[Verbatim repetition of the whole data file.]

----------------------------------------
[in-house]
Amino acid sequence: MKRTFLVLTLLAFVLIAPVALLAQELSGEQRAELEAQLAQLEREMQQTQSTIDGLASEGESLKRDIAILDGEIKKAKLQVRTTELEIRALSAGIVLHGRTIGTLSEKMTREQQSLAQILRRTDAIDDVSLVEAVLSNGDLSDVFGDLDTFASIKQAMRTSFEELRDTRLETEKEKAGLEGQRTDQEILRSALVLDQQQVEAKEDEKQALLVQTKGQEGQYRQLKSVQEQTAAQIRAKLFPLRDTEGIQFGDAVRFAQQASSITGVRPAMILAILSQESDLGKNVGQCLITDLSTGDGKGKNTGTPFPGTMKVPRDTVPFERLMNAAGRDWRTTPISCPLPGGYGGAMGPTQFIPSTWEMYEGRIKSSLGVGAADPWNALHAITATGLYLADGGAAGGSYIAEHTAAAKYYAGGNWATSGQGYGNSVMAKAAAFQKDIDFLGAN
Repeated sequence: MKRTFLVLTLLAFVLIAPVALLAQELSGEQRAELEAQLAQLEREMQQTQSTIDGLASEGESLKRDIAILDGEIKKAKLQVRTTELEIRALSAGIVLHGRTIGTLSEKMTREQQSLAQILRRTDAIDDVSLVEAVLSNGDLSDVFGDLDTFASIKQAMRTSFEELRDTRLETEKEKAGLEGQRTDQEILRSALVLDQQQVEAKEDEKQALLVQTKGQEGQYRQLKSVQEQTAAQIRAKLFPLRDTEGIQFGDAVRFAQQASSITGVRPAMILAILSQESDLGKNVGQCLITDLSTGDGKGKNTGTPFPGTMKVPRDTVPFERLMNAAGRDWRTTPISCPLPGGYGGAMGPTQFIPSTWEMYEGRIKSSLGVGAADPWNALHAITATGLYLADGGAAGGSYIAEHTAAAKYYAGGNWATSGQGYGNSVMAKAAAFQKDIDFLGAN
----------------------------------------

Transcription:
[in-house]
Amino acid sequence: MKRTFLVLTLLAFVLIAPVALLAQELSGEQRAELEAQLAQLEREMQQTQSTIDGLASEGESLKRDIAILDGEIKKAKLQVRTTELEIRALSAGIVLHGRTIGTLSEKMTREQQSLAQILRRTDAIDDVSLVEAVLSNGDLSDVFGDLDTFASIKQAMRTSFEELRDTRLETEKEKAGLEGQRTDQEILRSALVLDQQQVEAKEDEKQALLVQTKGQEGQYRQLKSVQEQTAAQIRAKLFPLRDTEGIQFGDAVRFAQQASSITGVRPAMILAILSQESDLGKNVGQCLITDLSTGDGKGKNTGTPFPGTMKVPRDTVPFERLMNAAGRDWRTTPISCPLPGGYGGAMGPTQFIPSTWEMYEGRIKSSLGVGAADPWNALHAITATGLYLADGGAAGGSYIAEHTAAAKYYAGGNWATSGQGYGNSVMAKAAAFQKDIDFLGAN
Repeated sequence: MKRTFLVLTLLAFVLIAPVALLAQELSGEQRAELEAQLAQLEREMQQTQSTIDGLASEGESLKRDIAILDGEIKKAKLQVRTTELEIRALSAGIVLHGRTIGTLSEKMTREQQSLAQILRRTDAIDDVSLVEAVLSNGDLSDVFGDLDTFASIKQAMRTSFEELRDTRLETEKEKAGLEGQRTDQEILRSALVLDQQQVEAKEDEKQALLVQTKGQEGQYRQLKSVQEQTAAQIRAKLFPLRDTEGIQFGDAVRFAQQASSITGVRPAMILAILSQESDLGKNVGQCLITDLSTGDGKGKNTGTPFPGTMKVPRDTVPFERLMNAAGRDWRTTPISCPLPGGYGGAMGPTQFIPSTWEMYEGRIKSSLGVGAADPWNALHAITATGLYLADGGAAGGSYIAEHTAAAKYYAGGNWATSGQGYGNSVMAKAAAFQKDIDFLGAN